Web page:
Bruce Norris  What, why wasn’t that in the playbook in 2008?

Mark Palim  I think that there was, it was a couple of things that were going on, and was that the source of capital was very different. So, PLS, the private label securities to a much bigger part of the market. And it’s where you had a lot of the initial distress, right? You remember the option ARMS and pick your pay and, you know, to 20, eighths and all the other things. So, the servicing of that was not as standardized. And then we, you know, frankly, the GSEs and FHA and VA, we learned something from the crisis, right. And hopefully, we’ve learned to manage the servicing better.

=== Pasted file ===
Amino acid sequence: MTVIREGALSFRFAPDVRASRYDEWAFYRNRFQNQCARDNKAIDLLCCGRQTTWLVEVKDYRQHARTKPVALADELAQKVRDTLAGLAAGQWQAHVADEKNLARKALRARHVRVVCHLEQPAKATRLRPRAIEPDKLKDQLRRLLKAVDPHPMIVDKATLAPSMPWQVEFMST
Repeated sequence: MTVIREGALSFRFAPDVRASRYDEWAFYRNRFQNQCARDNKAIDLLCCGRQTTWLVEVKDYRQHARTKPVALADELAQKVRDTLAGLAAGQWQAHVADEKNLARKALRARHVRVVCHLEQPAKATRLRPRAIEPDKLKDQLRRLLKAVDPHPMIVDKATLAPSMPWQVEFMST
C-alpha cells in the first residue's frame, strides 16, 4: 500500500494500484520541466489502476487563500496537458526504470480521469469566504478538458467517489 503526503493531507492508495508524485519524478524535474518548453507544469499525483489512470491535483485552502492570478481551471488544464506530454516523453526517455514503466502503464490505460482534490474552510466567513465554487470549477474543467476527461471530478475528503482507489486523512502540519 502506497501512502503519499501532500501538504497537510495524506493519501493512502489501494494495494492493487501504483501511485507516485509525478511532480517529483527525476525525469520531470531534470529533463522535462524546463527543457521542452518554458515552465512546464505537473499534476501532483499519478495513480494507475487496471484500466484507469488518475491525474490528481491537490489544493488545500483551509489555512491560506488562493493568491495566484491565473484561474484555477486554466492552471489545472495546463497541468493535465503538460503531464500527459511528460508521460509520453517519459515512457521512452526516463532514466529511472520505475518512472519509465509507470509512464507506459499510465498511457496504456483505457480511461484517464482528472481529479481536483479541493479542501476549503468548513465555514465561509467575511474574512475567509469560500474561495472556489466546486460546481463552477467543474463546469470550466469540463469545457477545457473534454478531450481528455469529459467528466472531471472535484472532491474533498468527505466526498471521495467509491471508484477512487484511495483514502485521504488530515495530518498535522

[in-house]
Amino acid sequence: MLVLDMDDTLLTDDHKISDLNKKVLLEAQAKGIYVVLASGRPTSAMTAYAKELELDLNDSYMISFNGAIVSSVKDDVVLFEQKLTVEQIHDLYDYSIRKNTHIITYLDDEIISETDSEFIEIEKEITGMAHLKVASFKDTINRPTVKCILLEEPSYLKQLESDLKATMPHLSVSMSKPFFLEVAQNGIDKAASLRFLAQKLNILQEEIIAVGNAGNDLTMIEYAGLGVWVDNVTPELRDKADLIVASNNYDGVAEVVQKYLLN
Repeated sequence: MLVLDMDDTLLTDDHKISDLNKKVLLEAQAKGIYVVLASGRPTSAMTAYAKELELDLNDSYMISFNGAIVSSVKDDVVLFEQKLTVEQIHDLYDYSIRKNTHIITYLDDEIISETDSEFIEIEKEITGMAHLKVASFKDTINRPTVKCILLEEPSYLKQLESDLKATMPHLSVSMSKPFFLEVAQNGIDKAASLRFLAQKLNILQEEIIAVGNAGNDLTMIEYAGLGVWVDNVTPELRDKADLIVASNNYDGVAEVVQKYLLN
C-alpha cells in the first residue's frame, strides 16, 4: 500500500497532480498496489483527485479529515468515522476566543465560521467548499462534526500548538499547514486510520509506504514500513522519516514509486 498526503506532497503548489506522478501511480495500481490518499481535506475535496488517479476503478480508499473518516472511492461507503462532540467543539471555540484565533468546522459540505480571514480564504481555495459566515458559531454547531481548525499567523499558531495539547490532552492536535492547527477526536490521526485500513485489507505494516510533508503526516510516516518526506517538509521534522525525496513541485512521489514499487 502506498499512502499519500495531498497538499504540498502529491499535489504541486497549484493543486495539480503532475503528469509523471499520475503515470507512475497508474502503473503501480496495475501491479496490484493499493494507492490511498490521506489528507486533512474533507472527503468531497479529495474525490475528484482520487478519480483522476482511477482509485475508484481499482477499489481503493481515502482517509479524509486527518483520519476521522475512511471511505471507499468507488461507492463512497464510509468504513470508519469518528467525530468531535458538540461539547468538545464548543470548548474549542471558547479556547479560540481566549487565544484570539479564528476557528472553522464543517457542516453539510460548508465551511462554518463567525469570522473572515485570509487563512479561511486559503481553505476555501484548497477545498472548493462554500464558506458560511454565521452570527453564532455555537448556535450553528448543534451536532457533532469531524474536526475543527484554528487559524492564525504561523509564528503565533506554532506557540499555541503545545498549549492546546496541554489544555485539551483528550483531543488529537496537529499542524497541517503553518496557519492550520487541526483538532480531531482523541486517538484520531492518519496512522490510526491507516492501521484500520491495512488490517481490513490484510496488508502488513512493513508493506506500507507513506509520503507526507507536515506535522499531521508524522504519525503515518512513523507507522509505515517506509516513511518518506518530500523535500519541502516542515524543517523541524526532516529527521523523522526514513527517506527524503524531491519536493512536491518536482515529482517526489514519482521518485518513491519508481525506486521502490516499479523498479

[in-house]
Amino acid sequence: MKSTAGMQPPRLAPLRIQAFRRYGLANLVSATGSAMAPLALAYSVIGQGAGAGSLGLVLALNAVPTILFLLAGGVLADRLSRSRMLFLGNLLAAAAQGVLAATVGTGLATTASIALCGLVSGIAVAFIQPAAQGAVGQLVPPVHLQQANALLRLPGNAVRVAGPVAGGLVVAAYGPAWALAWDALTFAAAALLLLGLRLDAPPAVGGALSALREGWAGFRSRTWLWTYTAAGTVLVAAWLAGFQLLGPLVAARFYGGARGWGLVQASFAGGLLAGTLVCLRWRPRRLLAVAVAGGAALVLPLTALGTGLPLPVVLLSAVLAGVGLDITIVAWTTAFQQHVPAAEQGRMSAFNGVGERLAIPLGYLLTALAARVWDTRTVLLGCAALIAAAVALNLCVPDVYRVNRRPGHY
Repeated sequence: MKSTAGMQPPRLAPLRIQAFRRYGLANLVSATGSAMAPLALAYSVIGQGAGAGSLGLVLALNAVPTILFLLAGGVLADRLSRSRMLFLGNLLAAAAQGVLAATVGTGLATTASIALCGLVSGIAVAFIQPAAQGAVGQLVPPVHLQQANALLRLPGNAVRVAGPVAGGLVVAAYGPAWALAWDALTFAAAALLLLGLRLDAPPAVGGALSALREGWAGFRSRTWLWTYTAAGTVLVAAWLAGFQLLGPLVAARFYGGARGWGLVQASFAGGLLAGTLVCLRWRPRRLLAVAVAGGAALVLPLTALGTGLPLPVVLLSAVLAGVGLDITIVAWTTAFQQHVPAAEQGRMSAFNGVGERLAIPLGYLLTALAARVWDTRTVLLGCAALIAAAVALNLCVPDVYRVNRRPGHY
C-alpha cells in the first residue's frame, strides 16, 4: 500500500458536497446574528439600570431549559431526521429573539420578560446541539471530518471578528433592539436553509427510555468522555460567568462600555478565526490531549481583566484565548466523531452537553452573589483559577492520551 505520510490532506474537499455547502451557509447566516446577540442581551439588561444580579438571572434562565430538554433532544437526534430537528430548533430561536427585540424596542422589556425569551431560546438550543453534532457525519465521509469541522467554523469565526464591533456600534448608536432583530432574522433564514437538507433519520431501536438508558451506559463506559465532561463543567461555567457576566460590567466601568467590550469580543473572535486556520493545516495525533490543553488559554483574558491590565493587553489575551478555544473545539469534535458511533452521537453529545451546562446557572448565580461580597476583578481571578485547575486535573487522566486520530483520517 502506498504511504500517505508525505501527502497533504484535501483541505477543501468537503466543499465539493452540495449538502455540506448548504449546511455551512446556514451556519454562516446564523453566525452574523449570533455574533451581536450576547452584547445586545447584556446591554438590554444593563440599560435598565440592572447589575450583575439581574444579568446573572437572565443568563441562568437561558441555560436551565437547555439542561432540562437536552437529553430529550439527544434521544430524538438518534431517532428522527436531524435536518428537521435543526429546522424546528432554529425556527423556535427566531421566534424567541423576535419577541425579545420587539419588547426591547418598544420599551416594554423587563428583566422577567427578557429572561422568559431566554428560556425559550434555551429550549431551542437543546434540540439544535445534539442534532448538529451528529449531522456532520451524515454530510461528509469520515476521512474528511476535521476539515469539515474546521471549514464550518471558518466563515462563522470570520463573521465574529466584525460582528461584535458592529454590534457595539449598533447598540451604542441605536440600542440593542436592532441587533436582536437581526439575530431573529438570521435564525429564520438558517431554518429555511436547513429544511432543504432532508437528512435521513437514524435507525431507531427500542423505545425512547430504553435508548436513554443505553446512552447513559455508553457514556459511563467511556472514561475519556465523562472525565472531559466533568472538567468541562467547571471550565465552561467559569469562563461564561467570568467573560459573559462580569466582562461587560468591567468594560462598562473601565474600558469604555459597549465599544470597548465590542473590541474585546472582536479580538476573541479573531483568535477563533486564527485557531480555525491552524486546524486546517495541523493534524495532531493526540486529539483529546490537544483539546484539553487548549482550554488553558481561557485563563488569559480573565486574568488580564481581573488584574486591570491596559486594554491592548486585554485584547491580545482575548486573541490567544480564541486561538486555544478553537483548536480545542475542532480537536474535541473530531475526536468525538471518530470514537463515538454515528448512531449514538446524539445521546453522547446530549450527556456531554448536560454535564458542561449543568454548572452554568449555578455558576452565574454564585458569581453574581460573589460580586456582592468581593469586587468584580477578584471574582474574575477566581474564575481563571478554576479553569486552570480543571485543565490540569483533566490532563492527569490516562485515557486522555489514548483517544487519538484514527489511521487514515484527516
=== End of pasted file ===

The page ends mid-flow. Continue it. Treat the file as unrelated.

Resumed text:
John Burns  Can I ask you a question on foreclosures?  So, the foreclosures I think about are what all, what’s going to happen to all the speculators probably a few of whom are in the room, who are been flipping homes or I had the most amazing stat yesterday from the CEO of BiggerPockets who has 2 million followers and mostly seems like really young people. They’ve never done this before. But they they pull people are at the end of every year at the end of 2020 their clientele said, How many of you are interested in short term rentals? Airbnb is 5%. The end of last year was 35%. And we’ve seen an absolute, we track investor activity, but we can’t tell exactly what they’re doing with it. We saw an explosion in investors in the last 18 months and explosion. So, the question I have is how are those people financed? I don’t know the answer that. But yeah, okay. Private money. I do know that it’s not fair. It’s not Fannie Mae, I hope. Yeah, and I, and some of that private money as clients of mine, one of them is the CEO just lost her job. So, I do know that things are starting to hit the fan in the private lender market. But did, was there so were they lending at 90% loan to adjusted realizable value or 65%?